To marinate the steak: Trim the meat of any outer pieces of fat and silverskin. Put the steaks in a large re-sealable plastic bag. Pour the 1/2 cup of Demitri’s seasoning into the bag, press out any air, and then seal the bag. Move the meat around in the bag to coat well. Marinate, refrigerated, for at least 1 hour or preferably overnight, turning the bag a few times.

To make the Horseradish Steak Drizzle: Mix ingredients together. Cover and set aside.

To grill the meat: Preheat a grill to high. Drizzle the steaks and onions with a little olive oil and lightly season steak with salt and pepper. Grill steaks to the desired doneness. The grilling time will vary, depending on the heat of the grill and the thickness of the meat. Remove steak to a plate to rest for about 5 minutes before serving, allowing juices to settle. Top with cheese so that it starts to melt. Meanwhile, grill the onions till tender and nicely grill marked.

Serve the steaks topped with onions and drizzled with Horseradish Steak Drizzle.

Recipe created by Kathy Casey Food Studios® for Demitri’s Bloody Mary Seasoning

Posted by Kathy on June 11th, 2015  |  Add Comment |  Posted in KOMO Radio, meats, Recent Posts, Recipes

Wild Fennel

Did you know fennel grows like a weed in the Pacific Northwest? Especially in Ballard. I see it growing along the road on my commute to work every morning and it grows beautifully in my urban parking lot garden! It’s basically a weed – a delicious, anise-flavored weed.

Fennel 1
Fennel growing in my urban garden!

If you want to try planting it, find some growing wild and then harvest the seeds in the fall. Sprinkle the seeds around your garden, but be careful. It likes to grow and spread everywhere.

If you happen to have wild fennel in your neighborhood or garden you can use the whole plant. Early tender fennel fronds chopped and added to a salad. Even the coveted fennel pollen picked from the flowers are great in dishes – so elegant and trendy to sprinkle over almost anything.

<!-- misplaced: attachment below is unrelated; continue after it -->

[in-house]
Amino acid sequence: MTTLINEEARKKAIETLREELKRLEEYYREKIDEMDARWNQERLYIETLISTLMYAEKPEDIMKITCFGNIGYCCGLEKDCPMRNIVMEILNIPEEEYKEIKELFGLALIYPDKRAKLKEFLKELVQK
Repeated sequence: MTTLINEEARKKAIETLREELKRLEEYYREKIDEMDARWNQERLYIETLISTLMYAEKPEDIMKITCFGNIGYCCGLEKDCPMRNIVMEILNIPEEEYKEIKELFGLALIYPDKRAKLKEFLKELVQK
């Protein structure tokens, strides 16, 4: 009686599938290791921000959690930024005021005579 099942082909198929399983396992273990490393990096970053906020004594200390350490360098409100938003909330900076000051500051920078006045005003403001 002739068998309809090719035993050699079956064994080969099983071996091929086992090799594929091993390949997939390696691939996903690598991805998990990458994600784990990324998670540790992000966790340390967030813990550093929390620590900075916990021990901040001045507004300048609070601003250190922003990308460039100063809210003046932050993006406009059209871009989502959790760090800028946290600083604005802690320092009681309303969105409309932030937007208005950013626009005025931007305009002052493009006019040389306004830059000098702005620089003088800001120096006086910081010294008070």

Fennel 2
Harvested fennel seeds

Here is a link to my Liquid Kitchen video on Small Screen Network to see how to make Fennel-Roasted Walnuts – a great nibble to serve with your favorite cocktail.

Later in the year, I love to harvest the seeds, dry them and enjoy all year long! -Kathy

Fennel-Roasted Walnuts
This recipe is from my book Sips & Apps and is one of my favorites. Perfect to take to a party, or even bag up for little gifts.

Makes 5 cups

2 tablespoons fennel seed
1/3 cup sugar
2 teaspoons kosher salt
1/4 teaspoon freshly ground black pepper
1 egg white
1 pound (about 4 cups) walnut halves

Preheat an oven to 250 degrees F. Spray a rimmed baking sheet with cooking spray, or lightly oil it.

Grind the fennel seed in a spice grinder or mortar and pestle until finely ground. In a large bowl, mix the ground fennel with the sugar, salt, and pepper. Set aside.

In a large bowl, whisk the egg white until frothy. Add the nuts and toss to coat evenly. Using a fine-mesh strainer, drain off excess egg white. Add the drained nuts to the spice mixture and stir to coat evenly.

Spread the nuts on the pan; they will be a little thicker than a single layer. Roast for 20 minutes. Stir, and roast for 20 minutes more, until the nuts are golden and crisp. Remove from the oven and stir the nuts on the baking sheet but do not remove them. Be sure to let the nuts cool completely and become crisp. Store in an airtight container at room temperature for up to 2 weeks. If necessary, recrisp them in a 350 degree F oven for a few minutes before serving.

Recipe from Kathy Casey Sips & Apps, Chronicle Books

Posted by Kathy on June 4th, 2015  |  Add Comment |  Posted in KOMO Radio, Lifestyle, Recent Posts, Recipes, Small Screen Network, Snacks, videos

Coleslaw with Everything!

The sun is shining and that means picnics. And no outdoor meal is complete without coleslaw!

There are a lot of different varieties of slaw, and you can certainly switch up the cabbages. Try your next slaw with green, red, savoy, or nappa. But it’s the dressing that really gives slaw that tasty, zippy zing.